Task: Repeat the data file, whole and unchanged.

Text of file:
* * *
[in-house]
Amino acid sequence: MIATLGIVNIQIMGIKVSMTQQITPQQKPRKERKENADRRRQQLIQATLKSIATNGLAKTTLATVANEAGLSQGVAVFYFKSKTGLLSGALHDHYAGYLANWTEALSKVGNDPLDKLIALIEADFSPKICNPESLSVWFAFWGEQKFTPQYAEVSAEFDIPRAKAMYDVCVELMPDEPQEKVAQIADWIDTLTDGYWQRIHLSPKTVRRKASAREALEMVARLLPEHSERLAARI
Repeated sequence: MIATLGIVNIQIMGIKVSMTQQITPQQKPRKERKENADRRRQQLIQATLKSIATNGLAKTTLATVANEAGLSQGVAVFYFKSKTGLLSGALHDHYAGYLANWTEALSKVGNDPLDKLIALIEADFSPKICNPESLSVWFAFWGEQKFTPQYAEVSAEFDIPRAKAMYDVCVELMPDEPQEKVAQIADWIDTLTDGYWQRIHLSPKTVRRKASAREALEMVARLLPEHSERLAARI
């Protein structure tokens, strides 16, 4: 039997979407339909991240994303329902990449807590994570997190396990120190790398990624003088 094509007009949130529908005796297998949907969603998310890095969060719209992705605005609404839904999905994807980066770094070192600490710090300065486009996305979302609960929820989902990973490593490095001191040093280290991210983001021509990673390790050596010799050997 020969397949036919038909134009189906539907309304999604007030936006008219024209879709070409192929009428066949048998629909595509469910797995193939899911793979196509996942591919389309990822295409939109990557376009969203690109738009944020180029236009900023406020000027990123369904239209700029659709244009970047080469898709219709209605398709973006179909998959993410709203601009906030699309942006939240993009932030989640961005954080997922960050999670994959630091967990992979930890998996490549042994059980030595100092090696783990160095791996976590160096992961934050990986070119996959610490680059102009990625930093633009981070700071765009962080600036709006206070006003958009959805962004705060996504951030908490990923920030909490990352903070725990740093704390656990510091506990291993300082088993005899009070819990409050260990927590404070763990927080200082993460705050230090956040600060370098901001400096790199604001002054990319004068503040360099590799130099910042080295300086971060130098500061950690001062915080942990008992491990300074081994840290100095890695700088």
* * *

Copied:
[in-house]
Amino acid sequence: MIATLGIVNIQIMGIKVSMTQQITPQQKPRKERKENADRRRQQLIQATLKSIATNGLAKTTLATVANEAGLSQGVAVFYFKSKTGLLSGALHDHYAGYLANWTEALSKVGNDPLDKLIALIEADFSPKICNPESLSVWFAFWGEQKFTPQYAEVSAEFDIPRAKAMYDVCVELMPDEPQEKVAQIADWIDTLTDGYWQRIHLSPKTVRRKASAREALEMVARLLPEHSERLAARI
Repeated sequence: MIATLGIVNIQIMGIKVSMTQQITPQQKPRKERKENADRRRQQLIQATLKSIATNGLAKTTLATVANEAGLSQGVAVFYFKSKTGLLSGALHDHYAGYLANWTEALSKVGNDPLDKLIALIEADFSPKICNPESLSVWFAFWGEQKFTPQYAEVSAEFDIPRAKAMYDVCVELMPDEPQEKVAQIADWIDTLTDGYWQRIHLSPKTVRRKASAREALEMVARLLPEHSERLAARI
């Protein structure tokens, strides 16, 4: 039997979407339909991240994303329902990449807590994570997190396990120190790398990624003088 094509007009949130529908005796297998949907969603998310890095969060719209992705605005609404839904999905994807980066770094070192600490710090300065486009996305979302609960929820989902990973490593490095001191040093280290991210983001021509990673390790050596010799050997 020969397949036919038909134009189906539907309304999604007030936006008219024209879709070409192929009428066949048998629909595509469910797995193939899911793979196509996942591919389309990822295409939109990557376009969203690109738009944020180029236009900023406020000027990123369904239209700029659709244009970047080469898709219709209605398709973006179909998959993410709203601009906030699309942006939240993009932030989640961005954080997922960050999670994959630091967990992979930890998996490549042994059980030595100092090696783990160095791996976590160096992961934050990986070119996959610490680059102009990625930093633009981070700071765009962080600036709006206070006003958009959805962004705060996504951030908490990923920030909490990352903070725990740093704390656990510091506990291993300082088993005899009070819990409050260990927590404070763990927080200082993460705050230090956040600060370098901001400096790199604001002054990319004068503040360099590799130099910042080295300086971060130098500061950690001062915080942990008992491990300074081994840290100095890695700088």